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Miscellaneous Tech & Tools THIS SPACE OPEN FOR ADVERTISEMENT. YOU SHOULD BE ADVERTISING HERE!
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Old 09-05-2013, 09:03 PM   #1
2x Variable Nockenwellen Steuerung
 
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$5 off $20: CT: 6-8 Sept.

From the flyer this week, I would suggest the tap and die set for 34.99.. so it will be 29.99 or less based on the what your gift card gives you. Or you can spend it on Mobil1 oil which is 5L for 24 bucks (very limited grades though).

For those who don't know what tap and die are. They are used to create new threads on bolts or roundstock (die) or making new threads in screw holes.

Besides that, it is useful to clean / renew some old gunked up bits.. for me I needed to use them when I was taking apart a V12. It is definitely not a tool to learn how to use when you broke the bolt etc.. Practice on something no consequential like someone elses car first. Use plenty of lub.

Looks like the set comes with a thread gauges that will tell you which correct tap / die to use.

The impact socket set for 24 bucks also looks interesting, but I don't think you really need that for a home DIY scenario. Most of the time, you will get into trouble more than anything.
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Last edited by godwin; 09-05-2013 at 09:44 PM.
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Old 09-05-2013, 09:27 PM   #2
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Do you have a link to the tap and die set? I need one but a lot of the kits I've seen don't have the right thread pitches that I'm looking for.
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Old 09-05-2013, 09:42 PM   #3
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Yup it is Mastercraft Tap and Die Set, 76-pc | Canadian Tire

KMS carries weird thread pitches.. prices are reasonable if you are on the mailing list (just use your neighbours or street # that doesn't exist).

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Do you have a link to the tap and die set? I need one but a lot of the kits I've seen don't have the right thread pitches that I'm looking for.
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Old 09-05-2013, 10:00 PM   #4
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Ah, okay. Too bad it doesn't come with more fine thread as it looks to be mostly coarse thread.

Yeah, I've bought some oddball thread pitch taps through KMS and Raider before. Those single pieces get damn expensive.
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Old 09-07-2013, 06:56 PM   #5
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Pretty good sale, picked up that tap and die set, a new multimeter, digital calipers, and torque wrench.

Now, anyone know a good place to check the torque wrench calibration?
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Old 09-07-2013, 11:19 PM   #6
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The easiest DIY way is to get a digital torque measure add on when they go on sale.. and measure your torque wrench against that. There should be a very small flat head screw head somewhere on the wrench body where you can calibrate.

Since most manual torque wrench are spring/torsion based, calibrate the points you use the most. eg I use my 3/4 to build motors the rod torque specs are 45-75.. I calibrate the torque wrench on 40-80 in 10ft increments. Have multiple ones if you are planning to use it in a lot of different applications.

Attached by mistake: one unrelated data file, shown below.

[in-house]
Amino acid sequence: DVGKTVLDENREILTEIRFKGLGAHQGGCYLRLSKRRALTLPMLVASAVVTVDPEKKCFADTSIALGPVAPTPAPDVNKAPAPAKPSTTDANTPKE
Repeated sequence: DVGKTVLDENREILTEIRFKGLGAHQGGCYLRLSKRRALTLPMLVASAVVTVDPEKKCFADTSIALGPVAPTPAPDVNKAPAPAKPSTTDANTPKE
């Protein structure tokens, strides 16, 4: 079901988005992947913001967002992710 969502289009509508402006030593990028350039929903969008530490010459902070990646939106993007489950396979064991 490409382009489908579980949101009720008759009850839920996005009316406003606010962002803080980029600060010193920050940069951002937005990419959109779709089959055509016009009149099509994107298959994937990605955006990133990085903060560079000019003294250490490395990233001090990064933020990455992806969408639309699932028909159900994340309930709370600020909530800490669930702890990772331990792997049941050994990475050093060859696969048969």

Remember to reset the wrench back to 0 when you are done with it.

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Pretty good sale, picked up that tap and die set, a new multimeter, digital calipers, and torque wrench.

Now, anyone know a good place to check the torque wrench calibration?
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Old 09-10-2013, 11:19 PM   #7
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Remember to reset the wrench back to 0 when you are done with it.
THIS! Relaxing a torque wrench after usage is what keeps the spring at the correct level so the wrench remains calibrated, along with not using it as a hammer and so on. Its not a delicate tool, but use it properly...

Honestly buying a 1/2" drive or 3/8" drive torque wrench is cheap, but getting it certified can be pricey, there are lots of places that do it. But most backyard mechanics would probably find it easier and cheaper to buy a new wrench...

Acklands-Grainger charges something like 200 bucks for certification of a 1/2" drive torque wrench, and the price goes up from there for 3/4" drives and 1" drives.

My work sent a hydraulic TU-12 torque wrench in it was $1500 for a rebuild and certification, on the invoice $1000 of that was to pay for the certification.
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Old 09-11-2013, 09:13 AM   #8
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Damn...that's pricey alright. I called McCann and they quoted $60 for 1/2" and 3/8" calibration and certification. Even that's almost as much as each of my wrenches haha.
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Old 09-11-2013, 12:10 PM   #9
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Yeah, if you're using lower end torque wrenches (Mastercraft, Craftsman, Powerfist/Pro Point, etc), it usually makes more sense to just go buy a new one or replace it under their lifetime warranty. However, if you're using a Snap-On, Mac, Matco, etc., it's usually worth the cost to have them recalibrated.
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Old 09-11-2013, 12:43 PM   #10
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would have been nice to see this a couple days ago, i need a tap set!
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